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Abstract #5443

Distortion-matched high-resolution reduced-FoV functional and diffusion MRI of the human brainstem at 7T

Giovanni Savini1,2, Fabrizio Fasano3, Joseph Whittaker 2, Letizia Casiraghi4,5, Fulvia Palesi5,6, Gloria Castellazzi5,7, Alessandro Lascialfari1, Egidio D'Angelo4,5, Derek Jones2, Richard Wise2, and Claudia Angela Gandini Wheeler-Kingshott4,8,9

1Department of Physics, University of Milan, Milano, Italy, 2CUBRIC, School of Psychology, Cardiff University, Cardiff, United Kingdom, 3Siemens Healthcare Ltd, Frimley, Camberley, United Kingdom, 4Department of Brain and Behavioral Sciences, University of Pavia, Pavia, Italy, 5Brain Connectivity Center, C. Mondino National Neurological Institute, Pavia, Italy, 6Department of Physics, University of Pavia, Pavia, Italy, 7Department of Electrical, Computer and Biomedical Engineering, University of Pavia, Pavia, Italy, 8Queen Square MS Centre, UCL Institute of Neurology, Faculty of Brain Sciences, University College London, London, United Kingdom, 9Brain MRI 3T Research Centre, C. Mondino National Neurological Institute, Pavia, Italy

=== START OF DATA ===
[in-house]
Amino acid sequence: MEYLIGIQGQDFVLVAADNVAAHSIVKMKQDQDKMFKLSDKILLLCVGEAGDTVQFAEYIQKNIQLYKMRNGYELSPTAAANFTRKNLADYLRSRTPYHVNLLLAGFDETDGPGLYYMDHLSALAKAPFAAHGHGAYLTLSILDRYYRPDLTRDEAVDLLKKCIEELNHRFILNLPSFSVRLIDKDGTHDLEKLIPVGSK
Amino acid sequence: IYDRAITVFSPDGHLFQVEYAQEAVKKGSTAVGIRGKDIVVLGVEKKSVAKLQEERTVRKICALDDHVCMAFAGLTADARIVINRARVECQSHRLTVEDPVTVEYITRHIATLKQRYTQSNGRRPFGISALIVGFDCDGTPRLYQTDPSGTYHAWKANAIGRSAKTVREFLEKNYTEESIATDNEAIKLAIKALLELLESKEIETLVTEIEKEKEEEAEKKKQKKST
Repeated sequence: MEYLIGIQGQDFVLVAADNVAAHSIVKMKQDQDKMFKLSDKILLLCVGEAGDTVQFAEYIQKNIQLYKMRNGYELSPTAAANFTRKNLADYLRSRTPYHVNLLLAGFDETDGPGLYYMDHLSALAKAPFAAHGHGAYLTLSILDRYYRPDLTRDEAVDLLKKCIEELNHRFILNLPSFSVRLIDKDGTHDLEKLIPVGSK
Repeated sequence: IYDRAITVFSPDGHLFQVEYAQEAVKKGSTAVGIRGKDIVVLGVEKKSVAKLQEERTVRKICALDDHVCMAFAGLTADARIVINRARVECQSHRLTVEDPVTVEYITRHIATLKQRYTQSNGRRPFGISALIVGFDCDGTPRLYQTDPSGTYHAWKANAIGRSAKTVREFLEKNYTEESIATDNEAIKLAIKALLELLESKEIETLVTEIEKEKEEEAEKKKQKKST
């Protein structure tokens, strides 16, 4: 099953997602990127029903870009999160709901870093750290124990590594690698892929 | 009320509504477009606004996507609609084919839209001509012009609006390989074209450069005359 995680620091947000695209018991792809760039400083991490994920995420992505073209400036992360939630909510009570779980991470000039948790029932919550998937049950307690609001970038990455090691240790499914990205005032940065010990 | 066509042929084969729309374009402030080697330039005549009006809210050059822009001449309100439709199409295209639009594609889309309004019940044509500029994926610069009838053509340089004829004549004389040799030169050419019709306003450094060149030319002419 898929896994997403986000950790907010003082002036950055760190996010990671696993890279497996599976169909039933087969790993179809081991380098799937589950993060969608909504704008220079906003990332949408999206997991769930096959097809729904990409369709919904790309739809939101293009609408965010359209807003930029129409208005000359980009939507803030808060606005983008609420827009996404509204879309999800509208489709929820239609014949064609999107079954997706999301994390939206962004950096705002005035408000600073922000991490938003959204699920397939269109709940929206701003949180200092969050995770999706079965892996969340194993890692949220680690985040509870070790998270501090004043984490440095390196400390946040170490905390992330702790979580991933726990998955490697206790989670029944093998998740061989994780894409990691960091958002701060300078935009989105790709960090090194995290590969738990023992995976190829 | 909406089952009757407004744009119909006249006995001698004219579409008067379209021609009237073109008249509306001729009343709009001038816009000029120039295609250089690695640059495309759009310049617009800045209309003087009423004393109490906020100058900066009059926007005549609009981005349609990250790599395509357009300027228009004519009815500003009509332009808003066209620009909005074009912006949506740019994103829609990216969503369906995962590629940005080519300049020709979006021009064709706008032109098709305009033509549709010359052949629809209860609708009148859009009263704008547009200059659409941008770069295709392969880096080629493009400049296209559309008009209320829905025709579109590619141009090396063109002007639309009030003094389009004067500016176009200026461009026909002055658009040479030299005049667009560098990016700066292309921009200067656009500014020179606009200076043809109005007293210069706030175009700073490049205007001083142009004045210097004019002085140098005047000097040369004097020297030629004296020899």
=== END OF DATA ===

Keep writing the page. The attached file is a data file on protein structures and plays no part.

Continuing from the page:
The brainstem plays a key role in the central nervous system, but its proximity to the oral cavity and physiological noise sources constitute major limitations for EPI imaging. We compared image quality from full and reduced-FoV spin-echo EPI sequences at ultrahigh field. Compared to standard EPI acquisitions, reduced-FoV techniques confer considerable benefits for brainstem imaging in terms of shortening TE, increasing signal-to-noise ratio and mitigating distortions. We exploited these advantages for 7T distortion-matched functional and diffusion imaging of the brainstem using ZOOM-EPI. A finger tapping task resulted in significant activations in regions corresponding to the cuneate nucleus and the pyramidal decussation.

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